Oedipus Complexity: For 'Mythologies,' her newest release, jazz singer Patricia Barber drew inspiration from Greek and Roman literature.
Notes from A Bluestocking
Jazz vocalist Patricia Barber, whose literary sensibility has won her a following and a Guggenheim, heads to Kuumbwa.
By Andrew Gilbert
If there's such a thing as a typical jazz vocalist, Patricia Barber doesn't fit the profile. It's not her considerable skill as a pianist that sets her apart. Dena DeRose is fully as hip a self-accompanist. Neither is it Barber's voice, an attractive contralto that's not particularly flexible or expressive. Rather, what distinguishes the cerebral singer/songwriter from virtually all her peers is the keen intelligence of her original material, informed by her literary ambition.
Barber arrives in the Bay Area with her working quartet for an SFJAZZ performance on Saturday at San Francisco's Herbst Theatre and a Monday night stint at Kuumbwa. She'll be concentrating on material from her latest Blue Note release, 2006's ambitious Mythologies, a song cycle based on verses by the Roman poet Ovid.
She has mined ancient sources in previous songs (interpolating a line from Oedipus Rex in her tune "Whiteworld," for instance), and found her way to Ovid after seeing a production of Mary Zimmerman's 2002 Tony Award-winning adaptation of the poet's epic tale based on Greek mythology, Metamorphoses. In 2003, she won a Guggenheim Fellowship to work on the project, making her the first singer/songwriter to ever receive the prestigious grant.
"I thought, 'These characters are so rich and pliable,'" says Barber, 52, a longtime Chicago resident. "I wondered if I could write songs based on some of them. I made a proposal in my head and then I went ahead and sent it to the Guggenheim Foundation, not thinking I would get it. But I thought they should be petitioned anyway for the sake of jazz, to open up their support a little bit. And I got it! If I hadn't, I don't think I would have felt I had the luxury of doing this. It's such an unusual project."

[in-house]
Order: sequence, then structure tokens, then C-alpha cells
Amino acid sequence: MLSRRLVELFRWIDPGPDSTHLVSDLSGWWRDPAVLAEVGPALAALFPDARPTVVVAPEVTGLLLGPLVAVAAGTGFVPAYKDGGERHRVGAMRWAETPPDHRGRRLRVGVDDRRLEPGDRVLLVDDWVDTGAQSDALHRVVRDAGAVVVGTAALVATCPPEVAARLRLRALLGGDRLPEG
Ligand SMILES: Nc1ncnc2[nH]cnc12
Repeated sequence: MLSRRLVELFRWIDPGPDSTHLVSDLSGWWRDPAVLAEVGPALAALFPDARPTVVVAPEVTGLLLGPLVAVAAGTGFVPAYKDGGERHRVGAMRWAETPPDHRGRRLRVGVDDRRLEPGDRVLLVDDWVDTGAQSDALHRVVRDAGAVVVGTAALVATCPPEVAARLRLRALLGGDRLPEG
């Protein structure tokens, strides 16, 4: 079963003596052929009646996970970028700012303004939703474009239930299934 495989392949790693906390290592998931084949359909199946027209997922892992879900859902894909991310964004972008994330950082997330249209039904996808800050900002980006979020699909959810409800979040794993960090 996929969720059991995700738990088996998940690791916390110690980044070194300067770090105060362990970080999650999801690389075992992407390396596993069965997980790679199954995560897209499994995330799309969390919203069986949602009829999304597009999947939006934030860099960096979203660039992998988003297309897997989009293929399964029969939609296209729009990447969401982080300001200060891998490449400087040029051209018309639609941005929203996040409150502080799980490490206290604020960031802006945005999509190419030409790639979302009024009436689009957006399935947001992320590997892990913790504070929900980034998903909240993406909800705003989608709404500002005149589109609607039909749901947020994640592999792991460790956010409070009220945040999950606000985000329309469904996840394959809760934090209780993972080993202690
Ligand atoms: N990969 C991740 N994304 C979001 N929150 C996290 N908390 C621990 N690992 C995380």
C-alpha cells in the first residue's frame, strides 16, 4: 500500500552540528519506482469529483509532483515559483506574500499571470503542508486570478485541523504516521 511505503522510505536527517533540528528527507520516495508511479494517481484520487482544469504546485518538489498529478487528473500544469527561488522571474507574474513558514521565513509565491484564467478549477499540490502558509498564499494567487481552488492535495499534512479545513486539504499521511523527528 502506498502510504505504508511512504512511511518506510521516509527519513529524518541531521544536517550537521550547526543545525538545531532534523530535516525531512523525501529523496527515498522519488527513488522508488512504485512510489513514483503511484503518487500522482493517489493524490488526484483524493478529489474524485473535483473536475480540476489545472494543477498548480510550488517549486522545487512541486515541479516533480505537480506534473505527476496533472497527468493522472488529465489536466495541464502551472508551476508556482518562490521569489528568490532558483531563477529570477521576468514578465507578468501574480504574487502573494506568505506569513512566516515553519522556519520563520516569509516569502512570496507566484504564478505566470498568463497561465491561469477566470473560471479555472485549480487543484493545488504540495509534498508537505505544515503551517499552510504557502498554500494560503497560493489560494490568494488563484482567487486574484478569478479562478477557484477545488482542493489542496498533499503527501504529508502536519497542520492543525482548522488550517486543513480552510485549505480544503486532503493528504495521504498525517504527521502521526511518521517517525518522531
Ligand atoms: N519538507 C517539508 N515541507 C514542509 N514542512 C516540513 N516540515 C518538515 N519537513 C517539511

The Guggenheim Fellowship is one sign of Barber's growing stature as a composer. Her confidence in her own work reached a milestone with her 2002 album, Verse, her first CD devoted entirely to her own songs. With its elaborate word play and poetic imagery, the album captures a panoply of moods, from the culinary seduction of "I Could Eat Your Words" to the Mose Allison-eque kiss-off "You Gotta Go Home," which telegraphs the arc of an affair with exceptional brevity ("From heaven into hell/ good riddance and farewell/ just go").
She followed Verse with Live: A Fortnight in France, an impressive session featuring several standards, such as "Laura" and "Witchcraft," and five new pieces that build on her already impressive portfolio. Barber fans appreciated the revenge fantasy "Gotcha" as a worthy addition to her repertoire of angry dressdowns. She isn't exorcising personal demons as much as tapping into the universal satisfaction at ne'er-do-wells receiving their comeuppance.
"People love angry songs," Barber says. "They don't think there are enough. I try to stay away from my own specifics. I try to become more of a fiction writer these days. It would kill me if I had to live every situation that I write about."
When she's not heaping scorn on ripe targets, Barber can be found diagnosing the ills of Western civilization, as on "Whiteworld," a searing indictment of imperialism. "I have institutions in the West to make institutions in the East," she sings. "I historically revise with Deconstructionist ease."
"Writing songs is all the fun," Barber says. "I've turned that into a lifestyle. I study and read and think. I learn about cooking when I'm writing a song about cooking. It takes me a ridiculous amount of time."
In the words of one of her more celebrated antecedents, nice work if you can get it.
PATRICIA BARBER plays Monday, June 16, at 7 and 9pm at Kuumbwa Jazz Center, 320-2 Cedar St., Santa Cruz. Tickets are $22-$25; 831.427.2227.
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